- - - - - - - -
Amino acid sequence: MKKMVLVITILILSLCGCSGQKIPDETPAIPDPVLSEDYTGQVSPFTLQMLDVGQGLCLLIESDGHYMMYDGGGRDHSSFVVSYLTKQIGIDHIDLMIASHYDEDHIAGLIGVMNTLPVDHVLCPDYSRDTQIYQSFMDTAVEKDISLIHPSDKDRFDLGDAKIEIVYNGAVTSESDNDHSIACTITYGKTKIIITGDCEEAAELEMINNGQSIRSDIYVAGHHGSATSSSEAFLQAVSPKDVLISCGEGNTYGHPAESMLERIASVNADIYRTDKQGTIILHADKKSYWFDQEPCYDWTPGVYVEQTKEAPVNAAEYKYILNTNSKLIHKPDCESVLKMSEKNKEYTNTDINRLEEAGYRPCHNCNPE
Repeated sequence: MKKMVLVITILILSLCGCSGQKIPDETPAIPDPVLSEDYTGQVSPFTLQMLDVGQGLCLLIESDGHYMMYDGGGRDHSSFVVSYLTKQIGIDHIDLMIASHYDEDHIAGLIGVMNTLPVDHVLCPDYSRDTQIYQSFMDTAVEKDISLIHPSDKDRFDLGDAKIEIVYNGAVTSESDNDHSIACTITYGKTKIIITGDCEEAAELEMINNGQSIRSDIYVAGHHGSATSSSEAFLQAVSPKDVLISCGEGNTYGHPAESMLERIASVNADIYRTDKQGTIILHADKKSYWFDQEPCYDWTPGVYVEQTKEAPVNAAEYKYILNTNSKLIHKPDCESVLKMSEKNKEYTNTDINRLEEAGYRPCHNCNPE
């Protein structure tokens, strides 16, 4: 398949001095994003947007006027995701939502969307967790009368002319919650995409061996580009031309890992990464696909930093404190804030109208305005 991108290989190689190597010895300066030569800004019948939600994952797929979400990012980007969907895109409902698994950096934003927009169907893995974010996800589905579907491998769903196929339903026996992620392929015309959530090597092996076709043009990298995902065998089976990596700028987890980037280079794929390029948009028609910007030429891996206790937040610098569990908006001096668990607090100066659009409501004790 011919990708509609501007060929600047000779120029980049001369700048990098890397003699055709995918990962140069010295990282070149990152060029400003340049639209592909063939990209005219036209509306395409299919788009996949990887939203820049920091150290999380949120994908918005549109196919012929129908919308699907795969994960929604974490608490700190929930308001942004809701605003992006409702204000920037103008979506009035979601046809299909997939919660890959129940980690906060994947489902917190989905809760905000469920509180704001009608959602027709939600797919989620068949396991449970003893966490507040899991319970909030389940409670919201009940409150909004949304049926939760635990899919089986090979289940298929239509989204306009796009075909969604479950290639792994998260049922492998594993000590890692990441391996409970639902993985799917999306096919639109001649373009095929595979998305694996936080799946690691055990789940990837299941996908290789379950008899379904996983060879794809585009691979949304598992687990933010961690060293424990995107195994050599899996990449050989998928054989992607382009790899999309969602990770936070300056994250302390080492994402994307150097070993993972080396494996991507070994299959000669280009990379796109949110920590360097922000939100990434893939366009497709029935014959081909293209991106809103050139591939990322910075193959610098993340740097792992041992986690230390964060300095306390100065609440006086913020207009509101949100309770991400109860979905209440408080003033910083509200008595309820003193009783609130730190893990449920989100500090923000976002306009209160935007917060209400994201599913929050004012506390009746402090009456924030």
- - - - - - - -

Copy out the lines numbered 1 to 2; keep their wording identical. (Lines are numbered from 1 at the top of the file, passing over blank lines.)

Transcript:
Amino acid sequence: MKKMVLVITILILSLCGCSGQKIPDETPAIPDPVLSEDYTGQVSPFTLQMLDVGQGLCLLIESDGHYMMYDGGGRDHSSFVVSYLTKQIGIDHIDLMIASHYDEDHIAGLIGVMNTLPVDHVLCPDYSRDTQIYQSFMDTAVEKDISLIHPSDKDRFDLGDAKIEIVYNGAVTSESDNDHSIACTITYGKTKIIITGDCEEAAELEMINNGQSIRSDIYVAGHHGSATSSSEAFLQAVSPKDVLISCGEGNTYGHPAESMLERIASVNADIYRTDKQGTIILHADKKSYWFDQEPCYDWTPGVYVEQTKEAPVNAAEYKYILNTNSKLIHKPDCESVLKMSEKNKEYTNTDINRLEEAGYRPCHNCNPE
Repeated sequence: MKKMVLVITILILSLCGCSGQKIPDETPAIPDPVLSEDYTGQVSPFTLQMLDVGQGLCLLIESDGHYMMYDGGGRDHSSFVVSYLTKQIGIDHIDLMIASHYDEDHIAGLIGVMNTLPVDHVLCPDYSRDTQIYQSFMDTAVEKDISLIHPSDKDRFDLGDAKIEIVYNGAVTSESDNDHSIACTITYGKTKIIITGDCEEAAELEMINNGQSIRSDIYVAGHHGSATSSSEAFLQAVSPKDVLISCGEGNTYGHPAESMLERIASVNADIYRTDKQGTIILHADKKSYWFDQEPCYDWTPGVYVEQTKEAPVNAAEYKYILNTNSKLIHKPDCESVLKMSEKNKEYTNTDINRLEEAGYRPCHNCNPE